Level gauges are perhaps the simplest indicating instrument for liquid level in a vessel. They are often found in industrial level-measurement applications, even when another level-measuring instrument is present, to serve as a direct indicator for an operator to monitor in case there is doubt about the accuracy of the other instrument.
The level gauge, or sightglass is to liquid level measurement as manometers are to pressure measurement: a very simple and effective technology for direct visual indication of process level. In its simplest form, a level gauge is nothing more than a clear tube through which process liquid may be seen. The following photograph shows a simple example of a sightglass:
A functional diagram of a sightglass shows how it visually represents the level of liquid inside a vessel such as a storage tank:
A level gauge is not unlike a U-tube manometer, with equal pressures applied to both liquid columns (one column being the liquid in the gauge sightglass, the other column being the liquid in the vessel).
Level gauge valves exist to allow replacement of the glass tube without emptying or depressurizing the process vessel. These valves are usually equipped with flow-limiting devices in the event of a tube rupture, so too much process fluid does not escape even when the valves are fully open.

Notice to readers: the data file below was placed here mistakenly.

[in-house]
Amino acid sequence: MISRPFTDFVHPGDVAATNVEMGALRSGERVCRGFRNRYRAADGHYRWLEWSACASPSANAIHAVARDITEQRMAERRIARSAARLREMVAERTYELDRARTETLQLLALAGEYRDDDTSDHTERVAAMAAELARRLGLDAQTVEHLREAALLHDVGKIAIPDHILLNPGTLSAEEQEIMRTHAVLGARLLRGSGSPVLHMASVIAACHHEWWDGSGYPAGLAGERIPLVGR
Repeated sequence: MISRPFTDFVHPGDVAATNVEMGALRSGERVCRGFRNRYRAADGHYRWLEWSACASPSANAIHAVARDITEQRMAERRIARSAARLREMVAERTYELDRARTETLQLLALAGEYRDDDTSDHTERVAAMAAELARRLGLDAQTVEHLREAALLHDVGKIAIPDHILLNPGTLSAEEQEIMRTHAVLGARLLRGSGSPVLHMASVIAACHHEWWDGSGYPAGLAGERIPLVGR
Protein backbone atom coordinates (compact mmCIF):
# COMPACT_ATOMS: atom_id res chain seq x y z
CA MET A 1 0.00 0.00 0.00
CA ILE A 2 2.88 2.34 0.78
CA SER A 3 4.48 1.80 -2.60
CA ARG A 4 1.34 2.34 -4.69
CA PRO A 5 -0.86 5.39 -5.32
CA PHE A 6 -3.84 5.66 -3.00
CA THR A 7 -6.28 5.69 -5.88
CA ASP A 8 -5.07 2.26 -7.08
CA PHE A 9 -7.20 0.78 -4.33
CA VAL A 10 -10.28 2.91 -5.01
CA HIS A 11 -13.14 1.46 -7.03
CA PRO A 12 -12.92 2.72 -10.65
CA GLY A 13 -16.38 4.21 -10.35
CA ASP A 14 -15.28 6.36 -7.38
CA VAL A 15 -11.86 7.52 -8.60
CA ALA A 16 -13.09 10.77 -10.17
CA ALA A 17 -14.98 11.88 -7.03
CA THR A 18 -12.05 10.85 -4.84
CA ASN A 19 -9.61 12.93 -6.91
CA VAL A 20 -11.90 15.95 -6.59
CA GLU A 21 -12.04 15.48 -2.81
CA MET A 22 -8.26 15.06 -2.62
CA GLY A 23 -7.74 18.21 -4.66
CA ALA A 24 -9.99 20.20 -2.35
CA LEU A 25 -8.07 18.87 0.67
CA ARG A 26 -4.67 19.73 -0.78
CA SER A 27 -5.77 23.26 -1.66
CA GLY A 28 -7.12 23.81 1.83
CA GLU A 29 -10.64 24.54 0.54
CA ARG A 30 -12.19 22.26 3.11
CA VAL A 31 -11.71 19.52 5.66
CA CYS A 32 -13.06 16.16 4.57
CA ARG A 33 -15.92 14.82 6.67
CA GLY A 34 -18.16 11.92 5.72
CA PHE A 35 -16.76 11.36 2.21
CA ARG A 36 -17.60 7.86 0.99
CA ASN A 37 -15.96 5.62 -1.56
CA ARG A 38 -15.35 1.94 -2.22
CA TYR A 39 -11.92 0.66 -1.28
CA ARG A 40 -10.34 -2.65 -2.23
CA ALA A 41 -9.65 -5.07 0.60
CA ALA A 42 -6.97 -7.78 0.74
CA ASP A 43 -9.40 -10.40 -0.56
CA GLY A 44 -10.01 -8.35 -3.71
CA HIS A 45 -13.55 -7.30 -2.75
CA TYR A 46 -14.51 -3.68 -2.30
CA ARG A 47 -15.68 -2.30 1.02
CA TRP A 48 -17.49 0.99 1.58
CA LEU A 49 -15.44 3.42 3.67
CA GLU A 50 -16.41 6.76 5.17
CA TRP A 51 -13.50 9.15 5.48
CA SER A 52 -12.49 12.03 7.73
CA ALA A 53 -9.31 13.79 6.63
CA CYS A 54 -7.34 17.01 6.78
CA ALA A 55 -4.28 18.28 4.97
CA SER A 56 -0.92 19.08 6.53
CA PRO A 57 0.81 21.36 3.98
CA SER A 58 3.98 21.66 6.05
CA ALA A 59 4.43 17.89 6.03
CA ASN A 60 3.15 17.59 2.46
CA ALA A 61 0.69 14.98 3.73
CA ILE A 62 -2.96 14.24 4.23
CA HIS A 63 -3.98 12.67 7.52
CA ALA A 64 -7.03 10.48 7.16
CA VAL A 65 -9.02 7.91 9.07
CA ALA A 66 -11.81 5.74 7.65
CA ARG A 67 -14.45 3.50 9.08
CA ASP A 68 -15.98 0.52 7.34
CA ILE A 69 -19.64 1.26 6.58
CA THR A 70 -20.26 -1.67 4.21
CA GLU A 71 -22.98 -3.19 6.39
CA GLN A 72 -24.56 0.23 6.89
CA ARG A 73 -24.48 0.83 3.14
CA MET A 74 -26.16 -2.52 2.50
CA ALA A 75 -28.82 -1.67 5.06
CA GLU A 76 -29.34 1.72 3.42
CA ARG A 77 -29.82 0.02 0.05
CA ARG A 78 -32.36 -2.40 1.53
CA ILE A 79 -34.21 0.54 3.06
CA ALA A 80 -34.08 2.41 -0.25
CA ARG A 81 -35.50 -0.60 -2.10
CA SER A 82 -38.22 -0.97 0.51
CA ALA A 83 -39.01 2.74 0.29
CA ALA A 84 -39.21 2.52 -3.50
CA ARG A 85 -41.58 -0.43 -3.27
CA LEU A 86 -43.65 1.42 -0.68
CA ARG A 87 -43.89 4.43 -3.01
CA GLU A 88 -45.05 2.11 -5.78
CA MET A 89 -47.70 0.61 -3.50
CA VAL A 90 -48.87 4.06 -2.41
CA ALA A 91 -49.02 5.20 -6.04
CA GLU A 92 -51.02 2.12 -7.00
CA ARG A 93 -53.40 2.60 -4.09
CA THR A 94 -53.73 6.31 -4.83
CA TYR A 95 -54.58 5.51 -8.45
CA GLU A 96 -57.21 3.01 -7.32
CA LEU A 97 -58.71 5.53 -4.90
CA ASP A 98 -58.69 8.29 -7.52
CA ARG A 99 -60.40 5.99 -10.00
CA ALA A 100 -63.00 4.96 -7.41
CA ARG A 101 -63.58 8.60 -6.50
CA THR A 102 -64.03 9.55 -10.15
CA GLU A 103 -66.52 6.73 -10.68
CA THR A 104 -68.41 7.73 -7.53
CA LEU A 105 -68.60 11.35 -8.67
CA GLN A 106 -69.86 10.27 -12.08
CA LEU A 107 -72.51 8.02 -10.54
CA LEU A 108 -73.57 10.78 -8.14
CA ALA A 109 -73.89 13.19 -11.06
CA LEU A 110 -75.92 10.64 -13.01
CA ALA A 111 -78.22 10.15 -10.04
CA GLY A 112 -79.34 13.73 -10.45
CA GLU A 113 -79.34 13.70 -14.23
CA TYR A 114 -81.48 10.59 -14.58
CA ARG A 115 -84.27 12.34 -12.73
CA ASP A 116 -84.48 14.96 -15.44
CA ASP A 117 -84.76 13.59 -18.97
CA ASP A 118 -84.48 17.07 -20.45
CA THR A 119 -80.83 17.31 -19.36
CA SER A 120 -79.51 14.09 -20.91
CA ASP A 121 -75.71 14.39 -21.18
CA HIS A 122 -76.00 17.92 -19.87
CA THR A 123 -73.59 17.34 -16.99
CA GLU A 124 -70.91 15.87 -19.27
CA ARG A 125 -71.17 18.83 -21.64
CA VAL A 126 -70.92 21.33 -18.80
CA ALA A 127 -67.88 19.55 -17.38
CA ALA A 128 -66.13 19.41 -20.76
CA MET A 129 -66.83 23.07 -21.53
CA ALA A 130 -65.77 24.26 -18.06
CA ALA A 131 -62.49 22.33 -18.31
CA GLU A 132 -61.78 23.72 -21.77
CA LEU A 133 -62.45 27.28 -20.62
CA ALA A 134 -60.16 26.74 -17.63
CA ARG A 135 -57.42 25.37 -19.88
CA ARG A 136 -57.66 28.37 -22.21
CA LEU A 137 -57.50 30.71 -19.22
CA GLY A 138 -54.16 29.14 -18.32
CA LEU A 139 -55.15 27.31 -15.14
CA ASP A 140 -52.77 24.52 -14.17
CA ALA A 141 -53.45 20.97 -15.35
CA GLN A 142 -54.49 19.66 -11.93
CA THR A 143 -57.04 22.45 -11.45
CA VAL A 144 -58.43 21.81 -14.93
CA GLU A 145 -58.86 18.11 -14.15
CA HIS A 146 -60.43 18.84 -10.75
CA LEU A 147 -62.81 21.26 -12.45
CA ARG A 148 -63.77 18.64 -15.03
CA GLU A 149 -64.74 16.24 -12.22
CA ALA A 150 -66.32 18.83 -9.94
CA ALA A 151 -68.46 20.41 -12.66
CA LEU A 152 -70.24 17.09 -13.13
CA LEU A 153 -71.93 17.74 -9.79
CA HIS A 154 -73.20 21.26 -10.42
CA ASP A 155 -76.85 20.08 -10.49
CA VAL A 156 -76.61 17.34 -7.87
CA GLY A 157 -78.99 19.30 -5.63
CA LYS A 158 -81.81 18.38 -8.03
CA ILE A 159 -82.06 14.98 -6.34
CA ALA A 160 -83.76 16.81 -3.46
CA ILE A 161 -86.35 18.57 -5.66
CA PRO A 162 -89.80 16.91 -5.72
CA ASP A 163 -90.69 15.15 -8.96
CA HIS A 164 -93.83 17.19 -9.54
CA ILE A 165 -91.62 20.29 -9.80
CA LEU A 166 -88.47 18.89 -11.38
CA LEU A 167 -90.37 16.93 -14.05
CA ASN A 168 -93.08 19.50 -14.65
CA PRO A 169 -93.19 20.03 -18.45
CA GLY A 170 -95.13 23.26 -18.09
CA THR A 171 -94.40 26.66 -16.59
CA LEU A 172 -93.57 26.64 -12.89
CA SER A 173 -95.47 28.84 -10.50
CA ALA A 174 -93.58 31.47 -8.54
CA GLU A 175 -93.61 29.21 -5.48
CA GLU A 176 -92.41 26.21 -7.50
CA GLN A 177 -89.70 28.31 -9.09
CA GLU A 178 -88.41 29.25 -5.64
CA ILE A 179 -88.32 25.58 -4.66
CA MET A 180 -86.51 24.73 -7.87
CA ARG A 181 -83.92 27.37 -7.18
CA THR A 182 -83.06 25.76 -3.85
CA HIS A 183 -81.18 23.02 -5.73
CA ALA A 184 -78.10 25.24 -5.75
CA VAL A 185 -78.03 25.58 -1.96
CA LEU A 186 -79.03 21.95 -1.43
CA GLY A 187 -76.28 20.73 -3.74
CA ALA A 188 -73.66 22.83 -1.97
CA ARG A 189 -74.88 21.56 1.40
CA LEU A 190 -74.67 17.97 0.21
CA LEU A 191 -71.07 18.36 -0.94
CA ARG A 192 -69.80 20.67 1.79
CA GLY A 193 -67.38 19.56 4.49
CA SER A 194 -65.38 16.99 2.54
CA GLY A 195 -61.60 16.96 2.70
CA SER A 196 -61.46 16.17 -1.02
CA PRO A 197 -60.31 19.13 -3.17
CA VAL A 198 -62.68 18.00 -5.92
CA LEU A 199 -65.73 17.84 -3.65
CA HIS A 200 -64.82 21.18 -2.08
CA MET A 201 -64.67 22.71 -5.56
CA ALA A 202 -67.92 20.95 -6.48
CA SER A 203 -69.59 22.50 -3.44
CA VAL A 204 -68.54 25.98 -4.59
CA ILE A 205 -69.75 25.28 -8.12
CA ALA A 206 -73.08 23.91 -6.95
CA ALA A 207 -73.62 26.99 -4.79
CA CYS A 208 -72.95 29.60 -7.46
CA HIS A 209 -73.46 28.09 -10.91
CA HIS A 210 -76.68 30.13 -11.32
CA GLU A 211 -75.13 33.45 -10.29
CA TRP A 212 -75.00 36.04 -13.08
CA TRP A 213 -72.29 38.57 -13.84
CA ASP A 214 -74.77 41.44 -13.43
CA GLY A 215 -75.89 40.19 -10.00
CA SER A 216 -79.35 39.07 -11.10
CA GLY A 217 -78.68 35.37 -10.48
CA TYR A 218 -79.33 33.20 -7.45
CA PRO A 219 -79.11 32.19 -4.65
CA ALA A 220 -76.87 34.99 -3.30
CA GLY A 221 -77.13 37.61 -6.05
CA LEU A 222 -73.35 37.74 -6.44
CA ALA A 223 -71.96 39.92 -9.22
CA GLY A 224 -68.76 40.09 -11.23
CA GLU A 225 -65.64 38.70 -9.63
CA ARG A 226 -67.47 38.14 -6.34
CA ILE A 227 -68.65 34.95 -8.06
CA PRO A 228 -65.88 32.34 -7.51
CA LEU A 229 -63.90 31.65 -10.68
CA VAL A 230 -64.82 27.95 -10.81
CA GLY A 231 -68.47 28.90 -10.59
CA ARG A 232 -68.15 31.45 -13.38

Some level gauges called reflex gauges are equipped with special optics to facilitate the viewing of clear liquids, which is problematic for simple glass-tube sightglasses.
A weakness of glass-tube level gauges is the glass tube itself. The tube must be kept in a clean condition in order for the liquid level to be clearly visible, which may be a problem in a dirty-liquid service. Also, glass tubes may rupture if subjected to thermal or mechanical shock. One solution to this problem is to eliminate the glass tube entirely, replacing it with a non-magnetic metal tube (e.g. stainless steel) containing a magnetized float, with magnet-sensing indicator flags outside of this tube to visually indicate level. Here is one example of such a level gauge :
In this instrument, you can see red-colored flags toward the bottom of the scale which have been “flipped” by the motion of the magnetic float inside the stainless-steel tube. The height of the red zone (i.e. how many flags have been flipped to show their red sides) indicates the height of the liquid inside the tube.
Some magnetic level gauges even have high- and low-level magnetic switches located at strategic points along the tube’s height, providing discrete sensing capability for alarms and/or shutdown controls, if the liquid level ever goes outside of safe operating limits. These switches will open and close as the magnetic float passes by, remotely signaling liquid level at that height.
Credits : Tony R. Kuphaldt – Creative Commons Attribution 4.0 License